Personal Injury Attorney

Personal Injury Claims in Louisiana

Specific claims filed within the broad category of personal injury are varied and regulated by laws unique to Louisiana. In fact, each state has its own set of legal limitations, and it’s wise to become familiar with these limitations and the unique claim types before you pursue a claim in a Louisiana court.

The nature of the accident will help determine the best legal recourse in the event that you wish to pursue compensation for a personal injury.

Each type of personal injury has its own liability tests and theories that must be fulfilled if you are to be awarded compensation. Let’s take a look at each claim more specifically:

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Auto Accidents

Personal injury caused by an auto, commercial truck, bicycle, or motorcycle accident occurs when a negligent driver breaks the rules of the road and harms another individual or their property. Louisiana adheres to pure comparative negligence, so a negligent driver does not have to be 110% at fault for you to recover.

Wrongful Death

In a wrongful death claim, the plaintiff must prove negligence from a third party, whether it was caused by hazardous conditions in the workplace, a medical mistake, or death during a supervised activity.

Slip and Fall Accidents

To determine a slip and fall case, the plaintiff must be able to establish fault to the property owner (which when a merchant, requires proving actual or constructive knowledge of the thing that causes the fall), and mitigate any defenses that they acted exceedingly careless.

Medical Malpractice

Medical Malpractice refers to negligence on the part of a doctor, hospital, or other healthcare professional, while a patient is in their care, or under their administrative supervision.

Product Liability

For a product liability claim, the plaintiff must prove an unreasonably dangerous characteristic of the product, and that injury or death was the direct result, during a “reasonably anticipated use” of the product.

Workers' Compensation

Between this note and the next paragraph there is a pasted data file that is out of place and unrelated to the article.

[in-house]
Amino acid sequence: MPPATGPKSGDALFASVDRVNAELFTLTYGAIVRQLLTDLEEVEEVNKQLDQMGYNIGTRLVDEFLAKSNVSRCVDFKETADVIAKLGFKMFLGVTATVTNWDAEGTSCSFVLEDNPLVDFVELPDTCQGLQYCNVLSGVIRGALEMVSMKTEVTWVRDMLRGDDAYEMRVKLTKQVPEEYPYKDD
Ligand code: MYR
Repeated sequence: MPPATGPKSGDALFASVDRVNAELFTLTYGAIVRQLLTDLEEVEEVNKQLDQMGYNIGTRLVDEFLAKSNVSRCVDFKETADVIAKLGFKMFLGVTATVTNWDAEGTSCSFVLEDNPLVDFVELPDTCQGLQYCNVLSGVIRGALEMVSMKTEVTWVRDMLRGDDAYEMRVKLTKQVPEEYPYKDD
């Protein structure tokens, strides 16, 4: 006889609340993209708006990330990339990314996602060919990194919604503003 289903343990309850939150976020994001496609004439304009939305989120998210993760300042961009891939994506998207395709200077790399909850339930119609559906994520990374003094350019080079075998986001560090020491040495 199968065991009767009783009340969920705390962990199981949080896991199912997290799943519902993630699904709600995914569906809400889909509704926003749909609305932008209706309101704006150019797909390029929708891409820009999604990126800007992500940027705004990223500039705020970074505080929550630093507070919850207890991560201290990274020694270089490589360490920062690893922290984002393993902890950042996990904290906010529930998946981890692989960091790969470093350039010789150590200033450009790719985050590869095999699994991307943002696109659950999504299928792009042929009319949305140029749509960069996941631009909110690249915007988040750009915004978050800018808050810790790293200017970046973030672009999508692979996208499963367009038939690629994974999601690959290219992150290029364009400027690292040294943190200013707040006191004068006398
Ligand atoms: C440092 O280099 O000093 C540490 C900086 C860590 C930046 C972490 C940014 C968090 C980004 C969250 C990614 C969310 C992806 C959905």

In our state, employers must carry workers compensation insurance. In the event an employee is injured on the job, the employer is responsible for providing the injured party with workers’ compensation.

Each personal injury claim must be considered carefully; each claim type has different legal limitations, compensation caps, and liability theories that can influence the outcome of a claim.

Compensation Caps and Limitations in Louisiana

Unlike medical malpractice, personal injury claims in Louisiana do not have compensation caps, unless the defendant is the State of Louisiana itself. On malpractice cases in the state of Louisiana the cap is set at $500,000, exclusive of future medical expenses and related costs (this does not allow recover for loss of future wages). In non medical malpractice personal injury claims against the state of Louisiana, the cap is also set at $500,000, but also allows recovery of future wages beyond the cap.

Moreover, fault (liability) can be split among parties, including injured persons, under comparative negligence theory. This means, at trial, damages will be awarded based on the percentage that each party was at fault. In other words, you cannot recover damages for the percentage of fault that was your own. If you are determined, for example, to have been 25% at fault in causing the accident, then you will only be allowed to recover for 75% of your damages. That is why a good lawyer is needed to present the evidence in the best way to minimize any claims that your actions in anyway contributed to the accident or injury.

The state’s Statute of Limitations (prescriptive period in Louisiana) is what restricts the time a plaintiff has to file a claim. For a general personal injury, like a car collision, these periods are generally one year from the day of the accident (date of the negligent act), or one year from when you knew or should have known of the negligent act. For a medical malpractice claim, the period of time to bring a claim is one year from the day of the negligent act, or one year from when you knew or should have known of the negligent act, BUT in no event longer than three years from the negligent act (whether or not you could have known of the negligent act).

Why work with our Ouachita Parish law firm?

These are just a few things you should consider if you’re thinking about filing a personal injury claim in the state of Louisiana. Choosing an experienced personal injury lawyer can make all the difference when it comes time to select the right claim for the type of injury.

If you have questions about a personal injury claim, we at the Monroe Law Office of J. Antonio Tramontana, Attorney at Law, want to hear from you.
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